And we will end our world tour in New Zealand, where, Weakonomics tells us, a girl auctioned off her virginity to pay for college. (She allegedly got $30K USD.) Of course, this would not be legal in the Land of the Free. Here the girl couldn’t even get a Frisbee for filling out a credit card application. We have rules, you know.

I was hoping that the comments on the Weakonomics post would discuss the morality of the transaction or possibly even if $30K was a good price. Instead our old friend Kosmo raised a more interesting question: if it were legal in the US, would be taxed as income or capital gain?

22 Comments

  • By Steve, February 26, 2010 @ 1:36 pm

    You know you are a personal finance geek when you laugh at jokes about capital gains. Nice zinger.

  • By Hibryd, February 26, 2010 @ 1:45 pm

    One, thanks for the Kiyosaki link. Two, if you make $300K a year and don’t feel rich, you’re blowing too much of it on stupid stuff. Three, I know Murdoch’s Journal is circling the intellectual drain when a columnist seriously brings up “Atlas Shrugged”.

  • By Neil, February 26, 2010 @ 2:09 pm

    Is illegal income not taxed in the US? No wonder you’ve got such a big deficit.

    Prostitution is illegal in Canada (well, technically prostitution is legal, being a customer is illegal), but it’s still taxable as business income. There’s even cases where hookers have taken Canada Revenue to court because they weren’t letting them deduct some of their business expenses.

  • By Adam, February 26, 2010 @ 2:43 pm

    The times did cover the December numbers, for what it’s worth
    http://www.nytimes.com/2010/02/24/business/economy/24price.html

  • By Chuck, February 26, 2010 @ 3:17 pm

    People who are bad at math pay taxes. So if people work less to pay less taxes, tax revenue will go down anyway. So the effects need to be considered, even if everyone isn’t behaving rationally.

  • By Chuck, February 26, 2010 @ 3:31 pm

    Neil, illegal income *is* taxed in the US. That’s how they incarcerate criminals without any real evidence of a crime. They say, “Where’d all that money come from? Did you pay tax on it? Oops, welcome to jail.”

    IRS publication 17 has this all laid out:

    http://www.irs.gov/publications/p17/ch12.html

    Here are some gems:

    “If you receive a bribe, include it in your income.”

    “If you steal property, you must report its fair market value in your income in the year you steal it unless in the same year, you return it to its rightful owner.”

    My favorite, if you sell illegal drugs, you can choose whether to count it as miscellaneous income, or self-employment income:

    “Income from illegal activities, such as money from dealing illegal drugs, must be included in your income on Form 1040, line 21, or on Schedule C or Schedule C-EZ (Form 1040) if from your self-employment activity.”

  • By Frank Curmudgeon, February 26, 2010 @ 3:46 pm

    Adam: I stand corrected. (Why wasn’t it searchable?)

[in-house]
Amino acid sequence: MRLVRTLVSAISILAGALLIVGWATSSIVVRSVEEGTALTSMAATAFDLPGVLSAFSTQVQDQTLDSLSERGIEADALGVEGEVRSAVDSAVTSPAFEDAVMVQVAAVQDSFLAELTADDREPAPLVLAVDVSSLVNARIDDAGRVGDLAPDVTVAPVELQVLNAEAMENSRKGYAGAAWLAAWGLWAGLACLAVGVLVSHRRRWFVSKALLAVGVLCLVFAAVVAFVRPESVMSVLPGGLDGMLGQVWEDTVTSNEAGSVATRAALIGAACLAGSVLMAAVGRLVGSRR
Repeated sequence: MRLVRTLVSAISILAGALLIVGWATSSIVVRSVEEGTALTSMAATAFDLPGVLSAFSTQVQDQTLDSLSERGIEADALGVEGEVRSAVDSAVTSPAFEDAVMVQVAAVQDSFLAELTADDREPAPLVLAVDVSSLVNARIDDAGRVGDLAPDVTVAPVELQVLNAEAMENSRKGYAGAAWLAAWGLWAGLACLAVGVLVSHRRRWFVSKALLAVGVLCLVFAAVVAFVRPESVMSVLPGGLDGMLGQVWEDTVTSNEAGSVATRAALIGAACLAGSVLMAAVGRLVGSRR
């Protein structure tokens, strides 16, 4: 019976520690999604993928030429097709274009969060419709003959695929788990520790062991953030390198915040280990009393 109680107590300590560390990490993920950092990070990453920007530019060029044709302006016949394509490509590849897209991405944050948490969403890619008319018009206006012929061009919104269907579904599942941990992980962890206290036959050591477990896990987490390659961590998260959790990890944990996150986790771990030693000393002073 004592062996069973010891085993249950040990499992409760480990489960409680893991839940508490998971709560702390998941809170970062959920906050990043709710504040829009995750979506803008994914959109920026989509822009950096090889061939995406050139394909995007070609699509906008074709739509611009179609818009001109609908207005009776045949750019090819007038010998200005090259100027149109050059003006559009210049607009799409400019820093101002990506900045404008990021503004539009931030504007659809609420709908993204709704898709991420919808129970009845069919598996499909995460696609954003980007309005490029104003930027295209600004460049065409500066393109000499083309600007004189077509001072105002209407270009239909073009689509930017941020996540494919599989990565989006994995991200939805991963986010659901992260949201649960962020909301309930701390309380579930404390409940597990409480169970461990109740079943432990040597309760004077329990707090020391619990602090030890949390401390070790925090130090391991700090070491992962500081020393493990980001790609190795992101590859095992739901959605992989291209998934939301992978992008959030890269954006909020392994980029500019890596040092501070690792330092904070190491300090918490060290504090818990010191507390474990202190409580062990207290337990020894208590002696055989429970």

Chuck: Awesome IRS quotes.

  • By mwarden, February 27, 2010 @ 2:10 pm

    How does that not qualify as a violation of 5th Amendment rights against self-incrimination? Are you not required to identify how you got the income, only to report its receipt?

  • By Investor Junkie, February 27, 2010 @ 8:05 pm

    Russ Whitney is doing the Rich Dad/Poor Dad seminars under license. Just when you thought this guy disappeared, the cockroach is back again.

  • By Investor Junkie, February 27, 2010 @ 8:09 pm

    Your first part of your statement is incorrect:

    “1. Kiyosaki is rich”

    It should be:

    “1. Kiyosaki was poor” The way you have it assumes he was rich before the books.

  • By Kosmo @ The Casual Observer, February 28, 2010 @ 10:11 am

    @ Chuck – In Iowa, it’s illegal to sell drugs without a state-issued sales tax stamp (used only for drugs) affixed.

    The state actually does sell some of these stamps. To stamp collectors, of course.

  • By Guzzo, February 28, 2010 @ 7:28 pm

    “if it were legal in the US, would be taxed as income or capital gain?”

    I’m pretty that it would be taxed as in-cum.

  • By Dave_W, March 1, 2010 @ 7:19 am

    I assume that all remaining NZ virgins will be marking their virginities to market. It’s just a better accounting treatment.

  • By Brandon, March 1, 2010 @ 9:35 am

    I think the real question if selling your virginity were legal is “what were the costs to the girl?”. I mean, sure you gross 30K, but what can you write off against it? If she had not used acne medication for the last few years, she might not be as attractive, same goes for hair care products, clothes for the pictures (and “date”), STD testing costs, etc.

    You might think the point is less important if she uses the funds for something tax favorable like college anyway, but upon further reflection, she could still save by being able to write off all kinds of things and then still using the $30k all for college to offset other income especially if she were “aggressive” about the deductions.